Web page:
CSA is a partnership between producers and the local community, providing mutual benefits and reconnecting people to the land where their food is grown.The Wales CSA Network promotes and supports CSAs in Wales.
During the network’s last meeting held at Banc Organics in Bancsffosfelen, there were a variety of topics discussed, including how the network contributes to Welsh Government’s Well-Being of Future Generations Act.
Representatives from over 7 CSAs talked about how their schemes meet the 7 goals outlined in the act and their views are outlined below.
By definition, CSAs are an innovative local food production model, where producers and consumers are linked directly. Members of CSAs know where their food comes from, are able to learn how to grow their own and are made aware of the difficulties local growers face season to season.
This close relationship means that growers are able to appreciate the needs and preferences of their members and similarly members are aware of factors affecting local food production. CSAs ensurethat food miles and over production are minimised, with resources being shared amongst growers.
This collaborative approach to food production helps to establish low carbon food systems. As CSAs grow in popularity so do rural employment opportunities and the potential for quality training. For example, if the fruit and vegetable needs of Wales were supplied by CSAs, approximately 30,000 new community growers would be needed as well as business support workers. This would result in buoyant local communities, increased employment and new business opportunities for food processing enterprises.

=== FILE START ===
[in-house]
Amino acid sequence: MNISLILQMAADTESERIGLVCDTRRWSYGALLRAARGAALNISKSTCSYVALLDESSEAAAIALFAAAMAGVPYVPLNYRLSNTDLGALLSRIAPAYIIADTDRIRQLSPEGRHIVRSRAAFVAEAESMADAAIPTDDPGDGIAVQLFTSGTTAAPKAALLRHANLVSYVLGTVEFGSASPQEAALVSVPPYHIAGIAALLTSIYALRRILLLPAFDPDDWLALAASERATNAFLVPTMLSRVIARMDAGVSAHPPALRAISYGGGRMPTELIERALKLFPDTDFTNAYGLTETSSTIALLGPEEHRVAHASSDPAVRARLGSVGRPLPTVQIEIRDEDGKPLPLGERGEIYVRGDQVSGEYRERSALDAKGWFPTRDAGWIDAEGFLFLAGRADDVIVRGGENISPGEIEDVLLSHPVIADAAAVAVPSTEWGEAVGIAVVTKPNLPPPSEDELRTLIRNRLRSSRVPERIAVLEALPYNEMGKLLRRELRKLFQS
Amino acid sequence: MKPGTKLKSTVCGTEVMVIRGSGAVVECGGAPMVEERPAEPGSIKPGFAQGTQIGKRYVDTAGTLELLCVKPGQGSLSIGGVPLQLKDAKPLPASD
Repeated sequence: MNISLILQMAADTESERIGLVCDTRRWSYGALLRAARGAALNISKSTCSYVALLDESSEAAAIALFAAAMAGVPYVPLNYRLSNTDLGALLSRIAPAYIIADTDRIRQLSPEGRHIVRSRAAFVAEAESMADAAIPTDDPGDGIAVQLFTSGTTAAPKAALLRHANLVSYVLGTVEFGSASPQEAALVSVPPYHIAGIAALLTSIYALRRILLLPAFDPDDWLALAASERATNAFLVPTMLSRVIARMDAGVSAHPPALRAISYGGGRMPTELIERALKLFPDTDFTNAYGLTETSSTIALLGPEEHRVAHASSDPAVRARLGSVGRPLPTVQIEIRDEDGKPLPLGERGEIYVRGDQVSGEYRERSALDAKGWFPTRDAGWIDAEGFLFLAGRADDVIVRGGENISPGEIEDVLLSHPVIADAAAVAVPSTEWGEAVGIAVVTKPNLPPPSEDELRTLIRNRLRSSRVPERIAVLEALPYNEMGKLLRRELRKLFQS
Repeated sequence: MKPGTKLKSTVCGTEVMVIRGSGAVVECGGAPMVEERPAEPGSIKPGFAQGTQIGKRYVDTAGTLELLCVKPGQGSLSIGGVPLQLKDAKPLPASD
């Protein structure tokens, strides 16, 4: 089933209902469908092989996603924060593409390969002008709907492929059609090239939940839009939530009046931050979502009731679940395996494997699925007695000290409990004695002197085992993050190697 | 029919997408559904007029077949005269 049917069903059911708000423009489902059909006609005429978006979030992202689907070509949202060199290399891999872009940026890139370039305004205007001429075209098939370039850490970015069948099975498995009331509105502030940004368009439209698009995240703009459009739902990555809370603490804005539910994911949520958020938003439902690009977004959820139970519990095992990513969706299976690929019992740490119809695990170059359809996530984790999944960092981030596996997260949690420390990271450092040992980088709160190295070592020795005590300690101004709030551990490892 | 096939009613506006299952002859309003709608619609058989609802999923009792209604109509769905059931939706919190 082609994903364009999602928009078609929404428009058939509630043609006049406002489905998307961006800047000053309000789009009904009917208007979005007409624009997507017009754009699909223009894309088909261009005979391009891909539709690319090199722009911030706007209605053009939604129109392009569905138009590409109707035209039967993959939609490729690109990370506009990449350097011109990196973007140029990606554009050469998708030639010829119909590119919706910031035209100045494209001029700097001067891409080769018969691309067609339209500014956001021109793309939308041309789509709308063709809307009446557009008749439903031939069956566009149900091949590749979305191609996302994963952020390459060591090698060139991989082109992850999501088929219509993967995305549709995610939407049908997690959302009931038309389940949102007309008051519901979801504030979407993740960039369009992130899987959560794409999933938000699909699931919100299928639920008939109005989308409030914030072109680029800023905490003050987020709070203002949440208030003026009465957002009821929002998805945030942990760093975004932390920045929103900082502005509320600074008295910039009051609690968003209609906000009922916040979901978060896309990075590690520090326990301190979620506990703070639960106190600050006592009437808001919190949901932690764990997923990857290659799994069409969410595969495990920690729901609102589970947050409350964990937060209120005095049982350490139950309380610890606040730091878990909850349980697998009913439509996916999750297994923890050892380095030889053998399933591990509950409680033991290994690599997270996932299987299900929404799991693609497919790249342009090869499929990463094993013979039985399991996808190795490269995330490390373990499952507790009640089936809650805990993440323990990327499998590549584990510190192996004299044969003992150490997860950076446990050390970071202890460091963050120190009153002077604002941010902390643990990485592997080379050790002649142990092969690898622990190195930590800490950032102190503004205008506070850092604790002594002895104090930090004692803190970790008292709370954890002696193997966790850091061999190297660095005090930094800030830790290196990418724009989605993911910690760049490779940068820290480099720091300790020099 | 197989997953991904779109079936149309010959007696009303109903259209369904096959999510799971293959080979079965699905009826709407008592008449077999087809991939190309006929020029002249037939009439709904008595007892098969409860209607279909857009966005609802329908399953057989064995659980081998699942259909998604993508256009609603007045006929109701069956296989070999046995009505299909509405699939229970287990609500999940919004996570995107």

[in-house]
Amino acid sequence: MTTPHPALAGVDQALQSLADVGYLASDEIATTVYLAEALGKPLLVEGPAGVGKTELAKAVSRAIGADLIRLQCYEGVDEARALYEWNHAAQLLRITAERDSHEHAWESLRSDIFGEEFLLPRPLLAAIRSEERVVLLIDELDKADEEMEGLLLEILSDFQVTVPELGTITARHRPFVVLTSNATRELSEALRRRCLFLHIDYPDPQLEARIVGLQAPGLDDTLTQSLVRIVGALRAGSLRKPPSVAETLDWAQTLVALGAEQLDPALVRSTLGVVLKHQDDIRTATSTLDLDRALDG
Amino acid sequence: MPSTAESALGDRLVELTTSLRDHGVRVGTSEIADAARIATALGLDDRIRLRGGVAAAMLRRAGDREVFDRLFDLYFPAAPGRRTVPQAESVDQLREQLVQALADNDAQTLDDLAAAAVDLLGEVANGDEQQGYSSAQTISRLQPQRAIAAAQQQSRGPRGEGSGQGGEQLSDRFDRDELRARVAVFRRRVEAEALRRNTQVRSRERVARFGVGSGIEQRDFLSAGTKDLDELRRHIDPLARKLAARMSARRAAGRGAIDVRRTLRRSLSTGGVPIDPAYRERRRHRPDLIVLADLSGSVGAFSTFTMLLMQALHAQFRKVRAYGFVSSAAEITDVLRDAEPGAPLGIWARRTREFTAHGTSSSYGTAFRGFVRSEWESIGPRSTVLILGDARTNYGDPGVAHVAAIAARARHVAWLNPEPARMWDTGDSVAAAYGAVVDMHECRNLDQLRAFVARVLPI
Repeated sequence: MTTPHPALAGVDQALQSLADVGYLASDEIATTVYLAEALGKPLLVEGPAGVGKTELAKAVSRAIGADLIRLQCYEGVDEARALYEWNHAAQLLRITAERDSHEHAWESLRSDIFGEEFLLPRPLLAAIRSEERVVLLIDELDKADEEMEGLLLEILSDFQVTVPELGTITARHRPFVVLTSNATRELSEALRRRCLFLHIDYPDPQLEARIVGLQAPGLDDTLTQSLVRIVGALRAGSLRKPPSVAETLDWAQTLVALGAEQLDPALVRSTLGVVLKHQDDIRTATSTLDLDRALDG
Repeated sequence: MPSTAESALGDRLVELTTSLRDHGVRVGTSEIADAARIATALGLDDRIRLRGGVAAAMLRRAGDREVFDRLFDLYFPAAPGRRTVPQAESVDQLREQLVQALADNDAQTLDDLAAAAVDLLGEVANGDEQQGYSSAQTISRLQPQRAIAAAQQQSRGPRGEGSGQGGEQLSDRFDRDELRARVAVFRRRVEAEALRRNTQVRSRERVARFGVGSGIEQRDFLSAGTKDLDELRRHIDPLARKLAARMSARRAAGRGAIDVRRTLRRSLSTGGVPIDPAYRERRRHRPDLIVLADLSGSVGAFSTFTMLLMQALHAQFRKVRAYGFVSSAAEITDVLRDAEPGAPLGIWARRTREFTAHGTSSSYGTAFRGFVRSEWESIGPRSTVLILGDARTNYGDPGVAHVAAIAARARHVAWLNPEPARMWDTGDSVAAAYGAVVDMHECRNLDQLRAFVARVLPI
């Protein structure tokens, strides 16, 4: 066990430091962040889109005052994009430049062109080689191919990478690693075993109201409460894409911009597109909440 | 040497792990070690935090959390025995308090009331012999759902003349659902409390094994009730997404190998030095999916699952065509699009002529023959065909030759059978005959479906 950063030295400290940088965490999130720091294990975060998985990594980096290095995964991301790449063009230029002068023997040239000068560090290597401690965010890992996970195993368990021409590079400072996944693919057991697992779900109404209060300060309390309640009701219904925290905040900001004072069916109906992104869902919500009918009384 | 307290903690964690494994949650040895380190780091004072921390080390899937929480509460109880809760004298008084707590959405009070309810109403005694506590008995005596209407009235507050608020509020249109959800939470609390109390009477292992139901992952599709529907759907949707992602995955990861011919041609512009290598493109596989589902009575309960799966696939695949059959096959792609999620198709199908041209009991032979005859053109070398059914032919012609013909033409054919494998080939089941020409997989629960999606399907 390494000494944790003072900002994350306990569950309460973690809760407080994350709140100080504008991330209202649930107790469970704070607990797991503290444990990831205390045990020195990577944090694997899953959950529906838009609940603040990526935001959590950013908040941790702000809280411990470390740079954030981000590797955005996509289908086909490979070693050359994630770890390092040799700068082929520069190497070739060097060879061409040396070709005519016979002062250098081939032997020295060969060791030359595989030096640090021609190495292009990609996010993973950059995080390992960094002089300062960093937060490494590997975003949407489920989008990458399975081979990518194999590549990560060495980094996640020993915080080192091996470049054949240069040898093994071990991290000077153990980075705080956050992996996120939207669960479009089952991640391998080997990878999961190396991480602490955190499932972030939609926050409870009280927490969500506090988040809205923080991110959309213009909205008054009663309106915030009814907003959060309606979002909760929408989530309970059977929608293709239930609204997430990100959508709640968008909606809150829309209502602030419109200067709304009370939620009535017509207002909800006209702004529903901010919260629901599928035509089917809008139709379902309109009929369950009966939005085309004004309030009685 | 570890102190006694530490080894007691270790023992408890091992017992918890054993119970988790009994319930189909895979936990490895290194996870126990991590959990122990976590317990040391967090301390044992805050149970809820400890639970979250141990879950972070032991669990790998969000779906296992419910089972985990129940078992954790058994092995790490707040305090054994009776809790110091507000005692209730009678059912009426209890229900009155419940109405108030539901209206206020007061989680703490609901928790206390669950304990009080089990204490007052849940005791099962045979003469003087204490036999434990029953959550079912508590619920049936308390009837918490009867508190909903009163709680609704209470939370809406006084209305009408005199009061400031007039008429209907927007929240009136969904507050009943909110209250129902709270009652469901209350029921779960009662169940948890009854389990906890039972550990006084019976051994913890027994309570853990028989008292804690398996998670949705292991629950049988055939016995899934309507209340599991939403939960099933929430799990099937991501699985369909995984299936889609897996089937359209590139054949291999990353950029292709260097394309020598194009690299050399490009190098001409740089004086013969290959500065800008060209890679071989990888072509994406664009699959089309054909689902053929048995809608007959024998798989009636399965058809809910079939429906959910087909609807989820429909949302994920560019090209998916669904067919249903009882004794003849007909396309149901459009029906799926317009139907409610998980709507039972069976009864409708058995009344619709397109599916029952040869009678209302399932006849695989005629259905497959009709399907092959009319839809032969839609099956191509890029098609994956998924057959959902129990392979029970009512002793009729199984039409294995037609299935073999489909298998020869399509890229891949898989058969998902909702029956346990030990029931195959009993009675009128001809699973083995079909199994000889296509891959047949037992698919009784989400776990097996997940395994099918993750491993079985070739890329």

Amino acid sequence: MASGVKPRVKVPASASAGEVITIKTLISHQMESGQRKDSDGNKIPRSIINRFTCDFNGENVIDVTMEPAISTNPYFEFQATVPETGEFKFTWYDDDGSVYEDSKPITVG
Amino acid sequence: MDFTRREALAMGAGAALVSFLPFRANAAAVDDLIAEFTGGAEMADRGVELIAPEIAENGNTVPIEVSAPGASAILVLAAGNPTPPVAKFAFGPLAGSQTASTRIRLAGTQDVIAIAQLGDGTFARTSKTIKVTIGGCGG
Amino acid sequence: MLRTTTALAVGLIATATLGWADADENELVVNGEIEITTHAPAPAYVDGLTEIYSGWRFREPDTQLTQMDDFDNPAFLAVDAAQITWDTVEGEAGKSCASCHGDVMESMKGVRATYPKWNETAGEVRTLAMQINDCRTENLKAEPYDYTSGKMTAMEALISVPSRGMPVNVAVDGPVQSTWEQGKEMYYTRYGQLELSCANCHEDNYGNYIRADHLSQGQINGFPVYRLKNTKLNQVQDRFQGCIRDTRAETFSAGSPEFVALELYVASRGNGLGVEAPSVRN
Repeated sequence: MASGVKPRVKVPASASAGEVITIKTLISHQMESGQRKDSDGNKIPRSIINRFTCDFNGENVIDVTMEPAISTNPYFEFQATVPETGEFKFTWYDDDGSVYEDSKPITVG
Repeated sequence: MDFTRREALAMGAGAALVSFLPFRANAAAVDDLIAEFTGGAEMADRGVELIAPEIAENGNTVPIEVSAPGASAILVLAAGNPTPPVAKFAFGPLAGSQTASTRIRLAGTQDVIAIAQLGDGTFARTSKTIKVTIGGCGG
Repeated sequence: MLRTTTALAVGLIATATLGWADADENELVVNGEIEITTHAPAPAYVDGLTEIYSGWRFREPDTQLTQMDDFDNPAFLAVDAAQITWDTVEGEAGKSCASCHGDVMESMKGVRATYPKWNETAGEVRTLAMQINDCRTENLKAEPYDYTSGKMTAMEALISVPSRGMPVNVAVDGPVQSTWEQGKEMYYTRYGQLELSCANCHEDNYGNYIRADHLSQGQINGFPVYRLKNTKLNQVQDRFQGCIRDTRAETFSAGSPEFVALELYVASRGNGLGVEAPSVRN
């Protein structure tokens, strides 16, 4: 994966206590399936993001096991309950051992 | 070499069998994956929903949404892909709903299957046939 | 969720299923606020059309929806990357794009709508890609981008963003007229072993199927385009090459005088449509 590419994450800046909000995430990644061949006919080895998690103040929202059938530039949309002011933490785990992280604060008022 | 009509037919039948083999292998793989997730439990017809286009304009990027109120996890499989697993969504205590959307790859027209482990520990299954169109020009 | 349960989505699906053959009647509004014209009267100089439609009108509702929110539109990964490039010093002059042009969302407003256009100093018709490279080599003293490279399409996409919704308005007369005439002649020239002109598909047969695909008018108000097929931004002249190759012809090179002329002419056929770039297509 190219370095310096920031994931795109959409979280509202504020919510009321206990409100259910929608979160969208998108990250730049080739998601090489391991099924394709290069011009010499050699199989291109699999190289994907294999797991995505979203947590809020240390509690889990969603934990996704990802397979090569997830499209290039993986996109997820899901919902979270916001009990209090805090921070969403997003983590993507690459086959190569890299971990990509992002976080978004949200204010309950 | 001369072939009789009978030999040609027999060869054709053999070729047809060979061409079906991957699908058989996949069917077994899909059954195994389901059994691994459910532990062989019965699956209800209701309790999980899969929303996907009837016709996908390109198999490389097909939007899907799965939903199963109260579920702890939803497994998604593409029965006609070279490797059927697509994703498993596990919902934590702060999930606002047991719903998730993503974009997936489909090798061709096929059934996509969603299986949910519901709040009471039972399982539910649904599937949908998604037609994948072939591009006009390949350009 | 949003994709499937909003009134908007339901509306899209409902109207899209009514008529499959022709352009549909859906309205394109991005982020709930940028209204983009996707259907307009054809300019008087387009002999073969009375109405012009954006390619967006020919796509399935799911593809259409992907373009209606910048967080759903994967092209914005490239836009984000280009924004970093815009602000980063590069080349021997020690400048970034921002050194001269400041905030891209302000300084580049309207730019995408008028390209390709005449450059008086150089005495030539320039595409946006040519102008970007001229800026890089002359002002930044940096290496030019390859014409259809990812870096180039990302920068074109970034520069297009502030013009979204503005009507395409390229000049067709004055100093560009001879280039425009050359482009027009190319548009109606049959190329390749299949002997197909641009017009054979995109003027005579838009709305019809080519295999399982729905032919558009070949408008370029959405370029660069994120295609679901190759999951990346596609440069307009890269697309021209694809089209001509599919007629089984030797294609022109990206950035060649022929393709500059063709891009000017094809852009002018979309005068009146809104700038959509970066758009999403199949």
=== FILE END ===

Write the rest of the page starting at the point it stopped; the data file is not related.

The ecological footprint of the local area would decrease significantly as their food wouldn’t be travelling across the globe. A 2008 Cabinet Office paper stated ‘existing patterns of food production are not fit for a low carbon more resource constrained future.’ CSAs soundly meet this requirement.
CSAs encourage small scale mixed production, which in turn enhances biodiversity. They are adaptable to change due to their committed membership base. Members support growers by paying up front for their produce, providing ideas and practical help when growers are faced with a variety of challenges. This support means that they are generally less stressed compared with other producers who are at the mercy of fluctuating markets.
The direct link between grower and consumer increases knowledge of healthy food choices and provides opportunities for physical outdoor activities. Families are also welcome to participate and spend quality, healthy time together in nature.
CSAs are inclusive and provide mechanisms where reasonably priced, healthy food is accessible to low income households. Some CSAs offer ‘Work Shares’, where members work a number of hours in exchange for their produce. People on very low incomes can still gain access to quality food and benefit from peer to peer learning.
The fact that CSAs link production and consumption leads to respectful, inclusive and connected communities. This enhancement maintains education in culture and heritage, via links with schools and other local organisations. It is apparent that local arts, sports and recreation are all sustained by vibrant local communities, which the presence of CSAs helps to achieve. CSA allows for artisan producers to thrive by providing opportunities for them to market their products to the membership. The small production model also leads to many CSAs operating on existing farms which in turn supports the preservation of the current landscape.
To conclude CSAs are a sustainable alternative to industrial agriculture. The rising insecurity in global supply chains puts the sustainability of continued large scale imports into serious question.
The CSA model is globally recognised and can thrive in different countries and continents. It leads to responsible trade links and socially responsible production methods together with an appreciation of local culture and heritage.
If you’d like any more information about the Wales CSA Network or are interested in becoming a member please contact Louise at email@example.com.